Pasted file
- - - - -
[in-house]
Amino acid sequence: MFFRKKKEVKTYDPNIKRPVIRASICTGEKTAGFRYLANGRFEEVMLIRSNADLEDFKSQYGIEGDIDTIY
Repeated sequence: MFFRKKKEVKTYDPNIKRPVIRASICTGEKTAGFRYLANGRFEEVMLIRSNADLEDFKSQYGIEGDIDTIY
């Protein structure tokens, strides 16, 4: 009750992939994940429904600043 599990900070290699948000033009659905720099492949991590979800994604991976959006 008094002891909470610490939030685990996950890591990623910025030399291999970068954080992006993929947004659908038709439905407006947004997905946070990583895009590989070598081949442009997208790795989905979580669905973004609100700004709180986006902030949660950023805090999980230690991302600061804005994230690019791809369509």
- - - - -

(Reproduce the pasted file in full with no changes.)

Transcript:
[in-house]
Amino acid sequence: MFFRKKKEVKTYDPNIKRPVIRASICTGEKTAGFRYLANGRFEEVMLIRSNADLEDFKSQYGIEGDIDTIY
Repeated sequence: MFFRKKKEVKTYDPNIKRPVIRASICTGEKTAGFRYLANGRFEEVMLIRSNADLEDFKSQYGIEGDIDTIY
């Protein structure tokens, strides 16, 4: 009750992939994940429904600043 599990900070290699948000033009659905720099492949991590979800994604991976959006 008094002891909470610490939030685990996950890591990623910025030399291999970068954080992006993929947004659908038709439905407006947004997905946070990583895009590989070598081949442009997208790795989905979580669905973004609100700004709180986006902030949660950023805090999980230690991302600061804005994230690019791809369509």